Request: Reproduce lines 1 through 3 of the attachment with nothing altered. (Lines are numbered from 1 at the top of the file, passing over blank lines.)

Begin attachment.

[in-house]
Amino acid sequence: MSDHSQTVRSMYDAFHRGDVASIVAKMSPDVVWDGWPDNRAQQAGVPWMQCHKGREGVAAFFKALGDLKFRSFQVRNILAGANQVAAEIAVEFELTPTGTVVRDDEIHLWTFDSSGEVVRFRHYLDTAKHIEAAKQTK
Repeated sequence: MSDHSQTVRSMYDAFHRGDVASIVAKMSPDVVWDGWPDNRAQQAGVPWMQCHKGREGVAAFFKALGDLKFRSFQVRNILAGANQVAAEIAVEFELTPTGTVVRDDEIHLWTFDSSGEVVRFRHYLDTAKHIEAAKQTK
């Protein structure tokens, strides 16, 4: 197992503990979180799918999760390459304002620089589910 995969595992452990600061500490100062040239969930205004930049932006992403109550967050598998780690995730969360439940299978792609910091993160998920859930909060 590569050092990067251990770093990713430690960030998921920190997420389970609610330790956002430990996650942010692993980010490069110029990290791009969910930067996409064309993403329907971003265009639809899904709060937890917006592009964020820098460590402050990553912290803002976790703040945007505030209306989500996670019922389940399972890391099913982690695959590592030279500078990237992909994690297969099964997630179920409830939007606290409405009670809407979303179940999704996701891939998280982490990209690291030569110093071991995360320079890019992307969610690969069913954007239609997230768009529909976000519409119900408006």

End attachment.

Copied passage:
[in-house]
Amino acid sequence: MSDHSQTVRSMYDAFHRGDVASIVAKMSPDVVWDGWPDNRAQQAGVPWMQCHKGREGVAAFFKALGDLKFRSFQVRNILAGANQVAAEIAVEFELTPTGTVVRDDEIHLWTFDSSGEVVRFRHYLDTAKHIEAAKQTK
Repeated sequence: MSDHSQTVRSMYDAFHRGDVASIVAKMSPDVVWDGWPDNRAQQAGVPWMQCHKGREGVAAFFKALGDLKFRSFQVRNILAGANQVAAEIAVEFELTPTGTVVRDDEIHLWTFDSSGEVVRFRHYLDTAKHIEAAKQTK